Developer: Turner Broadcasting System, Inc.
Price: $0.99 Download on the App Store
Ranking pretty high amongst paid apps for the last couple of weeks, Robot Unicorn Attack would be a mystery if it weren’t for the Adult Swim brand. Seems you can take a ridiculous premise that would never in a million years succeed as a handheld arcade-style game and then attach Adult Swim to the title, and it sells.
With or without the branding, Robot Unicorn Attack comes across at first glance as a mushy, froo-froo concept complete with rainbows and unicorns and wishes. Everything an eight-year-old girl might be looking for in a game, but surely not designed for the masses.
On the contrary, Robot Unicorn Attack would probably give little girls nightmares. A side scrolling arcade platform that features a unicorn racing towards his dreams, but ultimately watching his dreams die as he does in a fiery death upon impact with unseen cliffs and wishing stars that cause robot unicorn to explode on impact. If you can avoid his certain death long enough, your high score dreams may come true.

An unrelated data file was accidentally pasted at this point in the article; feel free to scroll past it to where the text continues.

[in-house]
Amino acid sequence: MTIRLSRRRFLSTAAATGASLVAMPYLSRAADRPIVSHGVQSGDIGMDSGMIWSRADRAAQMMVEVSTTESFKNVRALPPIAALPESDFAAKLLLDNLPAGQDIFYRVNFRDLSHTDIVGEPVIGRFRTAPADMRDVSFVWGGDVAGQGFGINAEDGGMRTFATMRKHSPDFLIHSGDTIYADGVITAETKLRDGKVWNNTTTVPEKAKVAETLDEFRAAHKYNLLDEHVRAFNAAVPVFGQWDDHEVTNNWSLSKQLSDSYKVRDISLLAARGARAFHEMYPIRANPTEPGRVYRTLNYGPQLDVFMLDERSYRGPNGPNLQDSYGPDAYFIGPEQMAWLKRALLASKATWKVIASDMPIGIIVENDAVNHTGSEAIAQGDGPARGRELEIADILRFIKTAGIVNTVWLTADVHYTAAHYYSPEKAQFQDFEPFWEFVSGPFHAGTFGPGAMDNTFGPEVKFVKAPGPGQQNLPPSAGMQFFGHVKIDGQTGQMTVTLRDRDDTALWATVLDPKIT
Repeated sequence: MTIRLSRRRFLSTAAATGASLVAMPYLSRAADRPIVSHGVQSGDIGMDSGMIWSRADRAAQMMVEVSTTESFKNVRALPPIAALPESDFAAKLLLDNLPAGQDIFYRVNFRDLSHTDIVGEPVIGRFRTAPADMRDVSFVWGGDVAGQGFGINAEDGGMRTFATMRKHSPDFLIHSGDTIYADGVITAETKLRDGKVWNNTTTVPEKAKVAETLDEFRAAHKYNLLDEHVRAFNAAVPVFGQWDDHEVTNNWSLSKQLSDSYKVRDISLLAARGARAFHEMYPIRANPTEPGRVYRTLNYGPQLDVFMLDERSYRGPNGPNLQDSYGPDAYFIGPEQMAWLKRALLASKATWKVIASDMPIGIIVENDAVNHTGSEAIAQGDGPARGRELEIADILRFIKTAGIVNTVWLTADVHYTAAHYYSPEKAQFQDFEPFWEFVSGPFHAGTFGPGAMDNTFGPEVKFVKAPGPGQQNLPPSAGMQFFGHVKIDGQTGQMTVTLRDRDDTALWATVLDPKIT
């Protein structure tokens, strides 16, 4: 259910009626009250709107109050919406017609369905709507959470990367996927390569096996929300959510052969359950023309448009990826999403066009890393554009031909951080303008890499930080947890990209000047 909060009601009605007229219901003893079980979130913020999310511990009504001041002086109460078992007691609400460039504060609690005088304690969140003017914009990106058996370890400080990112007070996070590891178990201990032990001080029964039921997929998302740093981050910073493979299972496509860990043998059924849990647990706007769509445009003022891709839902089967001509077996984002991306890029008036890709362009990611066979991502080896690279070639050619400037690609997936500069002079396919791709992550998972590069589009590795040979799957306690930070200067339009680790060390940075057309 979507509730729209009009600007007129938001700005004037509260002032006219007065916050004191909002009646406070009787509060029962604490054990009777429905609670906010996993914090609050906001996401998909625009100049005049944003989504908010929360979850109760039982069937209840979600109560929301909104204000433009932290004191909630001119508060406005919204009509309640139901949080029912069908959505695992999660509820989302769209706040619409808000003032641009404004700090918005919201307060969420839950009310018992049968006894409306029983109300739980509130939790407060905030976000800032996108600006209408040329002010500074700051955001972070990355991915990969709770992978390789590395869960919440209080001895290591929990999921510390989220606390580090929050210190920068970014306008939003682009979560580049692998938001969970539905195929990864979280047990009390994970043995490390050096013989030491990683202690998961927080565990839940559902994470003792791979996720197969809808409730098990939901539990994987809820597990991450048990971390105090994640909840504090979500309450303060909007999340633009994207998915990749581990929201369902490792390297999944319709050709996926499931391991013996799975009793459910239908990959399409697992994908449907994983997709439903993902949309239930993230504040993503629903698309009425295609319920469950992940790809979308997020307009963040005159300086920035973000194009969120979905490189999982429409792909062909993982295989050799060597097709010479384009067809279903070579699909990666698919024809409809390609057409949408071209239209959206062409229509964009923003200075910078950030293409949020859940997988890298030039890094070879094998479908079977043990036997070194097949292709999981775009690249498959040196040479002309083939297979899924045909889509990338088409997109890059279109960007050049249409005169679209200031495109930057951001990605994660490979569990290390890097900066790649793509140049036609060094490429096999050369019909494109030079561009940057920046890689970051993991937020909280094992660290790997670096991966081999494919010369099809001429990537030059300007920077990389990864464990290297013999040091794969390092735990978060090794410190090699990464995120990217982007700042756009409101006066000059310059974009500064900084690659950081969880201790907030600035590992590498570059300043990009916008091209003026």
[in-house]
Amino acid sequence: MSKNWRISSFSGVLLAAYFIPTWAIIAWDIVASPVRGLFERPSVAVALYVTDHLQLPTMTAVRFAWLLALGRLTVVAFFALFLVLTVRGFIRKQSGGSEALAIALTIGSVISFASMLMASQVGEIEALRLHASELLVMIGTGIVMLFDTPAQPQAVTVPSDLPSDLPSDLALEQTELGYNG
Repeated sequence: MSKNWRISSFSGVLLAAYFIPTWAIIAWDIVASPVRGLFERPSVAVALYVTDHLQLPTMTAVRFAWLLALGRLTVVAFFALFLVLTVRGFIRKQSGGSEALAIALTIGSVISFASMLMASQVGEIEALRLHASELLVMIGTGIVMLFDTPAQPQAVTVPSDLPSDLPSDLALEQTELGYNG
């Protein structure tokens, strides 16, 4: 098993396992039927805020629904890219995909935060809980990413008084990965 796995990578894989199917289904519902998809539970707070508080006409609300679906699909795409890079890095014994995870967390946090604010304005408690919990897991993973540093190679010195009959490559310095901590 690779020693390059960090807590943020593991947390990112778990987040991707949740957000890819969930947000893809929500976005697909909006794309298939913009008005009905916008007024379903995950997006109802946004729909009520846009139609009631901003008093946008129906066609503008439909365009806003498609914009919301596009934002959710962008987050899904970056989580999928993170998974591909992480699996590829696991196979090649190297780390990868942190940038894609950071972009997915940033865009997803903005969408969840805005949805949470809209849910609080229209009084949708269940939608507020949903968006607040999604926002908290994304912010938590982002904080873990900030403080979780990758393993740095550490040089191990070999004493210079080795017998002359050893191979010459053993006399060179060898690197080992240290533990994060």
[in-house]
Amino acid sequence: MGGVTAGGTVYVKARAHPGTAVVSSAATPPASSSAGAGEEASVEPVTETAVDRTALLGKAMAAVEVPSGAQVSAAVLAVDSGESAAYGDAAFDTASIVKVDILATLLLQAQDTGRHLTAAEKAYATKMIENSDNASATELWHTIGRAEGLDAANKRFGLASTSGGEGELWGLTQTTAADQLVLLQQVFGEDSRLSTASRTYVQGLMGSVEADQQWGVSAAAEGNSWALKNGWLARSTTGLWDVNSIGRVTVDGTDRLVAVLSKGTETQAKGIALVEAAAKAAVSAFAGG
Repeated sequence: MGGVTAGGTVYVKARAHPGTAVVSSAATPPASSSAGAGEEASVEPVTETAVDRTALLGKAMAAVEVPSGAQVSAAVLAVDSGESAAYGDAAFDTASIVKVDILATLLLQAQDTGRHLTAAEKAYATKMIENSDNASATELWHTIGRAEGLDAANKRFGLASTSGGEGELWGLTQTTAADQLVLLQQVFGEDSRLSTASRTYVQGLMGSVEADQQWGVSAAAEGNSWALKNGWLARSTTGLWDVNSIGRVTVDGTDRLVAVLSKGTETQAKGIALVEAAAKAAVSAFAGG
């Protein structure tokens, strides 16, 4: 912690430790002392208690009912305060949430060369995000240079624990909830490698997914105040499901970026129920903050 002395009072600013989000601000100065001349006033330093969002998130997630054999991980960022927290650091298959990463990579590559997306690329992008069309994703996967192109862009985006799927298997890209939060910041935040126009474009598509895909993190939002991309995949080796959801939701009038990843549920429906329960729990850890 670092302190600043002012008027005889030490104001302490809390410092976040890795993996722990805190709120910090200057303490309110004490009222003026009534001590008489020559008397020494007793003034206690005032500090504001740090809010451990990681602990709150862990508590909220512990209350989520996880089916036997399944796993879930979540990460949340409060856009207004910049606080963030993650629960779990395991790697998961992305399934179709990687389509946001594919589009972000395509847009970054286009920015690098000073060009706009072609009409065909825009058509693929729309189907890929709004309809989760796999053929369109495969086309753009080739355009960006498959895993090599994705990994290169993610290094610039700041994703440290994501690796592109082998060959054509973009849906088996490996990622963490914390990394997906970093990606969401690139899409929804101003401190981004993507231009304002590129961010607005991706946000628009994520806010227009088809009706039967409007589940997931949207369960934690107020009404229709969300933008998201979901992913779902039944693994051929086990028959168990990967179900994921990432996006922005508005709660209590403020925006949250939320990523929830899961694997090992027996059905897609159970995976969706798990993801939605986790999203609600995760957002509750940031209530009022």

Whatever Adult Swim’s obsession with “robot” critters, Robot Unicorn Attack is one of those games that is incredibly casual and at the same time, may drive you to throw your phone through the nearest window. Even the game knows you’re doomed and reminds you at the beginning of every game start screen.
The controls are simple. The left screen features the jump button and the right side houses the “dash” button. You can triple jump at max, but you’re leaping into unseen territory, so be careful. When a star appears, you must dash through or jump over to avoid exploding. You get your standard three wishes – that is chances – to get as far as possible and your final score is the combination of all three tries. It’s a fairly flawless game as far as controls go and it’s backed up by a great sound track that makes you feel hopeful as dash across the cheesy landscape.
You can download Robot Unicorn Attack for a mere .99 during Adult Swim’s game sale, but only for a limited time. It’s strangely addictive and absurd nature make it worth a dollar. I’m not sure I would pay more, but it’s got basic replay value and is easy enough to pick up and play even thought it does frustrate – but in a weirdly good way.